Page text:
Comparison with scores on the MOAS
In the randomised trial, scores for aggressive challenging behaviour were assessed using the MOAS at the same assessment using the PBCL. The MOAS is a well-established and reliable instrument for assessing aggressive behaviour in this population13 and a common threshold for aggression is a MOAS score of 4 or greater.8 The PBCL was strongly associated with this outcome, giving an area under the receiver operating characteristic curve of 0.95 (Fig. 1). A PBCL score of 1 was found to give the best prediction of this outcome, which yielded high levels of sensitivity (97%) and specificity (85%).
In the randomised trial, two raters (A.T. and R.E.) assessed data from 38 participants in 7 care homes over an extended period up to 1 year, providing a total of 407 monthly repeat assessments. In this study, a large proportion of scores on the PBCL (62%) was zero and to avoid spurious agreement the scores were divided into five categorical groups (0, 1–3, 4–6, 7–11 and ≥12). Using weighted kappa, the level of agreement was 0.91, with the 95% confidence interval ranging from 0.83 to 0.99. This high value indicates very good agreement between the two observers.14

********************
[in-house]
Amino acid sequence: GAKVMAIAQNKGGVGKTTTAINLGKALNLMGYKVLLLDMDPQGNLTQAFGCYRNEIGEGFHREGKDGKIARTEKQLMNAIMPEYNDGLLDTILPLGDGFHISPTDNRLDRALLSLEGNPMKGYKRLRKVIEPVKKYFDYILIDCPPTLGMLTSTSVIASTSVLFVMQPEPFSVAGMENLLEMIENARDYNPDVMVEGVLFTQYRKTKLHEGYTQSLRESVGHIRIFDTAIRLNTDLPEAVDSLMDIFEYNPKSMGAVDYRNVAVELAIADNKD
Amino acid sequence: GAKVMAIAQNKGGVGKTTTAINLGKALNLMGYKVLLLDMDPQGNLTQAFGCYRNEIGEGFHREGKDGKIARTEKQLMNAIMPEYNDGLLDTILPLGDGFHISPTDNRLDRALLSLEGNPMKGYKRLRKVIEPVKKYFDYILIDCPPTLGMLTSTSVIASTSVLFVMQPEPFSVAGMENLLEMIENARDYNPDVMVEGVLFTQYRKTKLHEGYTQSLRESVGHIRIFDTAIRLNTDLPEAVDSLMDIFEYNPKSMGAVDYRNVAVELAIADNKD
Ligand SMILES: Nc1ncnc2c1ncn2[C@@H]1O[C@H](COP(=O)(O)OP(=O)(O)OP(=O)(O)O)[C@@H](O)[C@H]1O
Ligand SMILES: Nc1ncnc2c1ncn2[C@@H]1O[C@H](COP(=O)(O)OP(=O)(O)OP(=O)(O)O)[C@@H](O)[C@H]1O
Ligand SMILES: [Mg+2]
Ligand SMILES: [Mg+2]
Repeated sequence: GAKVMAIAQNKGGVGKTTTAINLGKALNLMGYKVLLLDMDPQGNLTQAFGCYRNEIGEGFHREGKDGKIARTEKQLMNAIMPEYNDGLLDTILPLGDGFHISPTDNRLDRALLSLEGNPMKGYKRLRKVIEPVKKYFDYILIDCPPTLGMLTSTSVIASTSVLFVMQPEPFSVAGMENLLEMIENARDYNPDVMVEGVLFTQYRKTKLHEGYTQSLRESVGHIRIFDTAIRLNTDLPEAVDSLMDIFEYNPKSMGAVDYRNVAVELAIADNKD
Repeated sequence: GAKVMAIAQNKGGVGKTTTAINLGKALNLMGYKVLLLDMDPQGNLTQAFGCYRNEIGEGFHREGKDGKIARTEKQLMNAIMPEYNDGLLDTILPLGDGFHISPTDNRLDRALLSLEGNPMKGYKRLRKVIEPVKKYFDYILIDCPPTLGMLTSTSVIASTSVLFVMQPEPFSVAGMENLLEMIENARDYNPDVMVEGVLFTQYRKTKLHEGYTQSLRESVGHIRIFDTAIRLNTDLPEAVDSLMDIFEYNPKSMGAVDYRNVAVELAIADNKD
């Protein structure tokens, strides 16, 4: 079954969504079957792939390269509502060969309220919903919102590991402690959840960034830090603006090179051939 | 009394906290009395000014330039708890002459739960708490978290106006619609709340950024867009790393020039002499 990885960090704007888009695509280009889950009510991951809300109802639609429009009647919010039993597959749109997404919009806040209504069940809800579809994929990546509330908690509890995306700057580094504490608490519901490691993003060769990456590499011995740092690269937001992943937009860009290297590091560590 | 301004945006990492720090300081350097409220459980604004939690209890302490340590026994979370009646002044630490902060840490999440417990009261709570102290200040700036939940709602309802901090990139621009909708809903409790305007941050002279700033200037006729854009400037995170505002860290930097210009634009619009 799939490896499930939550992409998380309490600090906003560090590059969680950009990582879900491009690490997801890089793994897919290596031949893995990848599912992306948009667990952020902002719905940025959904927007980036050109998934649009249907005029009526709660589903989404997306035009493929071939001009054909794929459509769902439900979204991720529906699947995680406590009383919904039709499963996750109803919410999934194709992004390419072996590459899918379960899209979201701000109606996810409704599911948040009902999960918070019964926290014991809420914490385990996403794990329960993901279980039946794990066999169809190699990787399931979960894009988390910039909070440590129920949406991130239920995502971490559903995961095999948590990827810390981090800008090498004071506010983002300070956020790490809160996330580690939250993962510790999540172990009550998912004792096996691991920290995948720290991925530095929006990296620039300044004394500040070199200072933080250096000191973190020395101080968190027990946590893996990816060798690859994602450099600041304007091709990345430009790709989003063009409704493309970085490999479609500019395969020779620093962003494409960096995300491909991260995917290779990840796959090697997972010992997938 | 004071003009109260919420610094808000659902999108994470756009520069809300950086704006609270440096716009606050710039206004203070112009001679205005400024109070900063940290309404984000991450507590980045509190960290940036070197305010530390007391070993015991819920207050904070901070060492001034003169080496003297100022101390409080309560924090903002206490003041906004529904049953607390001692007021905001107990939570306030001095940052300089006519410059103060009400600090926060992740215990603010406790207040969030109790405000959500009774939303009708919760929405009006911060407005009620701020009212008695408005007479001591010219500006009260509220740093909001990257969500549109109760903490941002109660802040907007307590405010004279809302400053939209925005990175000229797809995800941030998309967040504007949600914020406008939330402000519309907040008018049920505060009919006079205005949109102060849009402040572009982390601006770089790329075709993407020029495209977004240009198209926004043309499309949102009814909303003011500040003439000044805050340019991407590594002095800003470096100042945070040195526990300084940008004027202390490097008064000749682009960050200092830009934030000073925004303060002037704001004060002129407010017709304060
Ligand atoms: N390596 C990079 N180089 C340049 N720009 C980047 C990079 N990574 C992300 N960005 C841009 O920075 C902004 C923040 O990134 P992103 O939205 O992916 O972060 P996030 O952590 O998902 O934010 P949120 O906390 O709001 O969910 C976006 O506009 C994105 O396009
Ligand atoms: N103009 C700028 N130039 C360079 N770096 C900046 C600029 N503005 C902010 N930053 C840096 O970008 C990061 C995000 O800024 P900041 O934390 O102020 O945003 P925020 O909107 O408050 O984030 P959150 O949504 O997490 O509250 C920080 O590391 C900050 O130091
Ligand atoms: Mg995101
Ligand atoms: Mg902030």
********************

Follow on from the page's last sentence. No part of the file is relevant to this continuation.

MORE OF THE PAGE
The results suggest that the PBCL is a useful measure of challenging behaviour in people with intellectual disability. It has the advantages of simplicity, shortness and repeatability, and may be of particular use in longitudinal studies. It also appears to be a comprehensive measure even though its main use in these studies has been to assess aggressive challenging behaviour and so many of the factors have correlates with aggression. The high agreement between the MOAS and PBCL scores also adds construct validity to the scale as the MOAS is a frequently used measure in the assessment of challenging behaviour.15,16